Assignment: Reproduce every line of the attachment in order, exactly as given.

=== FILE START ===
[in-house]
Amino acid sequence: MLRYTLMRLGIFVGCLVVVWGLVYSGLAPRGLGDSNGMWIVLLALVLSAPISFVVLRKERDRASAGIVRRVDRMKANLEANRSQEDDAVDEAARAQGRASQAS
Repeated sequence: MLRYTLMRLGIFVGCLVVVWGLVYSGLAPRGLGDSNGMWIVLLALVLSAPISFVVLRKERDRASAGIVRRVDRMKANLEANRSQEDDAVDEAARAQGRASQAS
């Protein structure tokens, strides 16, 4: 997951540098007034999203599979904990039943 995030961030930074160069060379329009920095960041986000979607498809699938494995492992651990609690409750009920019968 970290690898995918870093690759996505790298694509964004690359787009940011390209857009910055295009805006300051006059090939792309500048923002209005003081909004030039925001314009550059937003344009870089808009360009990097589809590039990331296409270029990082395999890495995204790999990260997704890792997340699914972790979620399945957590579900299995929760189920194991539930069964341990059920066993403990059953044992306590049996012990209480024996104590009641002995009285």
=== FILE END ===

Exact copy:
[in-house]
Amino acid sequence: MLRYTLMRLGIFVGCLVVVWGLVYSGLAPRGLGDSNGMWIVLLALVLSAPISFVVLRKERDRASAGIVRRVDRMKANLEANRSQEDDAVDEAARAQGRASQAS
Repeated sequence: MLRYTLMRLGIFVGCLVVVWGLVYSGLAPRGLGDSNGMWIVLLALVLSAPISFVVLRKERDRASAGIVRRVDRMKANLEANRSQEDDAVDEAARAQGRASQAS
């Protein structure tokens, strides 16, 4: 997951540098007034999203599979904990039943 995030961030930074160069060379329009920095960041986000979607498809699938494995492992651990609690409750009920019968 970290690898995918870093690759996505790298694509964004690359787009940011390209857009910055295009805006300051006059090939792309500048923002209005003081909004030039925001314009550059937003344009870089808009360009990097589809590039990331296409270029990082395999890495995204790999990260997704890792997340699914972790979620399945957590579900299995929760189920194991539930069964341990059920066993403990059953044992306590049996012990209480024996104590009641002995009285």